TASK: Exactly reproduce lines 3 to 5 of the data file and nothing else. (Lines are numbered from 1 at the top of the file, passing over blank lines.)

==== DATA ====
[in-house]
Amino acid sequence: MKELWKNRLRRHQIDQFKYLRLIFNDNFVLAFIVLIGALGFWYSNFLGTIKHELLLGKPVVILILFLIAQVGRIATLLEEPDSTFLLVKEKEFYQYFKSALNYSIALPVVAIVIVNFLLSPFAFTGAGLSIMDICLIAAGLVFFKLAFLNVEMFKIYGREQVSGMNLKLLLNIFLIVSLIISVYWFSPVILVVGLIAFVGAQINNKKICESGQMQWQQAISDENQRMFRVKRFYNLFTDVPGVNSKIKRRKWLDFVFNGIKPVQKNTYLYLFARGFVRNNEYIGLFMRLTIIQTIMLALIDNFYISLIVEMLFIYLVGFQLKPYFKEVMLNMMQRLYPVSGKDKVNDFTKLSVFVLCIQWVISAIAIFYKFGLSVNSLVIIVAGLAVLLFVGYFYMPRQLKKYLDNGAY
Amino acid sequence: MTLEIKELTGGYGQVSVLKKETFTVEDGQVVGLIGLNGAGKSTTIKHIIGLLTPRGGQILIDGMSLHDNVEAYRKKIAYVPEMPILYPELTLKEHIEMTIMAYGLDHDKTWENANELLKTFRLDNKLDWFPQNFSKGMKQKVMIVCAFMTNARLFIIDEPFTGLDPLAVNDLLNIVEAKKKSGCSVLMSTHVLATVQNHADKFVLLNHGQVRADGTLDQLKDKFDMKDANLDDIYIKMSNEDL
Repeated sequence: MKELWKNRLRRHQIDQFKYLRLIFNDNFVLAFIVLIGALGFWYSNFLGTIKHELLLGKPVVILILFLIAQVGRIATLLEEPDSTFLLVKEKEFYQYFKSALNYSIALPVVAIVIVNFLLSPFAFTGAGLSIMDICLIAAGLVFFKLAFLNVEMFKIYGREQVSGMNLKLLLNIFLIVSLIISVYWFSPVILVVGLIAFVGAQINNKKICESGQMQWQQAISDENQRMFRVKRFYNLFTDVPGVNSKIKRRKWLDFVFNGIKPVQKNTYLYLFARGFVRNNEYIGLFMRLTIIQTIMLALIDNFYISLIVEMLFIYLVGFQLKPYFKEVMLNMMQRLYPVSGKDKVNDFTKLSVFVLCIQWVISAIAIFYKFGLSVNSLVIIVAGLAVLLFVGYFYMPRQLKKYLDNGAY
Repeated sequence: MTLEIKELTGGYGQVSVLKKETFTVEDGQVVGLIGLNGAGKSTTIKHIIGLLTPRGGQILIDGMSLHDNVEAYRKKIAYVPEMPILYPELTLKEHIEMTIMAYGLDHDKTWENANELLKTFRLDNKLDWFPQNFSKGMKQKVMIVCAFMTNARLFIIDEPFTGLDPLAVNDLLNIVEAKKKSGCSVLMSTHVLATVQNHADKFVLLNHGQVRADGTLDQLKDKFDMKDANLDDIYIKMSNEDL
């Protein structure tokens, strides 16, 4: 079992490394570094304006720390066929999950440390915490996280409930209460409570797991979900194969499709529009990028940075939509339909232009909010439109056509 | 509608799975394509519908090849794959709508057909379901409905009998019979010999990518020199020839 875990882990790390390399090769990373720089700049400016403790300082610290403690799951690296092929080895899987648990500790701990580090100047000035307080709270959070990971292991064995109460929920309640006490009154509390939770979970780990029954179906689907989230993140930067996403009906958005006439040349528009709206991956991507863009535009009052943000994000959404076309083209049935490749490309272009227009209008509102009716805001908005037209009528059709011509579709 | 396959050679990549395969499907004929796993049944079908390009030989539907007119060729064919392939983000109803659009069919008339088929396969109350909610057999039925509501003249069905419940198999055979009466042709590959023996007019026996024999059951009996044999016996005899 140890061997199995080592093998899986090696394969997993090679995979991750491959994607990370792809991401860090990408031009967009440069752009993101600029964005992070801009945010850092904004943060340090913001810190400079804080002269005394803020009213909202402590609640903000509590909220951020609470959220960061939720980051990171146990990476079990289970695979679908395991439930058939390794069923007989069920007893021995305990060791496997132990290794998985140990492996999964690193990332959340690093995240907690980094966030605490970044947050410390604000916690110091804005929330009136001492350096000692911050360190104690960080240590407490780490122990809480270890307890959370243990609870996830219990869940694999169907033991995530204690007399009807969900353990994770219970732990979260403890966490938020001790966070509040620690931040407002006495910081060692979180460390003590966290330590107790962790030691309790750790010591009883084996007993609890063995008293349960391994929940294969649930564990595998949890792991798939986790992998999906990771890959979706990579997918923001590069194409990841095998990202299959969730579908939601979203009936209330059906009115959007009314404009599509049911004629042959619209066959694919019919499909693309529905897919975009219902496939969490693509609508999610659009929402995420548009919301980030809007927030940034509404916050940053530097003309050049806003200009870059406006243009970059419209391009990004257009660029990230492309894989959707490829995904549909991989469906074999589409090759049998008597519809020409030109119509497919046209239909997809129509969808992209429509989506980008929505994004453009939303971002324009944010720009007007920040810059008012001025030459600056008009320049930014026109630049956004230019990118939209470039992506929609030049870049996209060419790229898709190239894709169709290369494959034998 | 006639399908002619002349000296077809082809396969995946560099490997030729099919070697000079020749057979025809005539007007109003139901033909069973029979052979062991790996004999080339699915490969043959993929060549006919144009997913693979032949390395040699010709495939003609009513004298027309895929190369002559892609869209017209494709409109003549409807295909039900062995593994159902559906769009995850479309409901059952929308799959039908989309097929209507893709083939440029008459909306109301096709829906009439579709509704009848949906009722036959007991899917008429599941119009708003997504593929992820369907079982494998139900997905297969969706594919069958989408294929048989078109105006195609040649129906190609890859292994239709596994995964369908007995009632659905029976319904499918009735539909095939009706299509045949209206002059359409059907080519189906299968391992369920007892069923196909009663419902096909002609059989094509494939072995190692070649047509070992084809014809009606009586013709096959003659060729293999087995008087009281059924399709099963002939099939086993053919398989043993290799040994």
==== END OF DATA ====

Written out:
Amino acid sequence: MTLEIKELTGGYGQVSVLKKETFTVEDGQVVGLIGLNGAGKSTTIKHIIGLLTPRGGQILIDGMSLHDNVEAYRKKIAYVPEMPILYPELTLKEHIEMTIMAYGLDHDKTWENANELLKTFRLDNKLDWFPQNFSKGMKQKVMIVCAFMTNARLFIIDEPFTGLDPLAVNDLLNIVEAKKKSGCSVLMSTHVLATVQNHADKFVLLNHGQVRADGTLDQLKDKFDMKDANLDDIYIKMSNEDL
Repeated sequence: MKELWKNRLRRHQIDQFKYLRLIFNDNFVLAFIVLIGALGFWYSNFLGTIKHELLLGKPVVILILFLIAQVGRIATLLEEPDSTFLLVKEKEFYQYFKSALNYSIALPVVAIVIVNFLLSPFAFTGAGLSIMDICLIAAGLVFFKLAFLNVEMFKIYGREQVSGMNLKLLLNIFLIVSLIISVYWFSPVILVVGLIAFVGAQINNKKICESGQMQWQQAISDENQRMFRVKRFYNLFTDVPGVNSKIKRRKWLDFVFNGIKPVQKNTYLYLFARGFVRNNEYIGLFMRLTIIQTIMLALIDNFYISLIVEMLFIYLVGFQLKPYFKEVMLNMMQRLYPVSGKDKVNDFTKLSVFVLCIQWVISAIAIFYKFGLSVNSLVIIVAGLAVLLFVGYFYMPRQLKKYLDNGAY
Repeated sequence: MTLEIKELTGGYGQVSVLKKETFTVEDGQVVGLIGLNGAGKSTTIKHIIGLLTPRGGQILIDGMSLHDNVEAYRKKIAYVPEMPILYPELTLKEHIEMTIMAYGLDHDKTWENANELLKTFRLDNKLDWFPQNFSKGMKQKVMIVCAFMTNARLFIIDEPFTGLDPLAVNDLLNIVEAKKKSGCSVLMSTHVLATVQNHADKFVLLNHGQVRADGTLDQLKDKFDMKDANLDDIYIKMSNEDL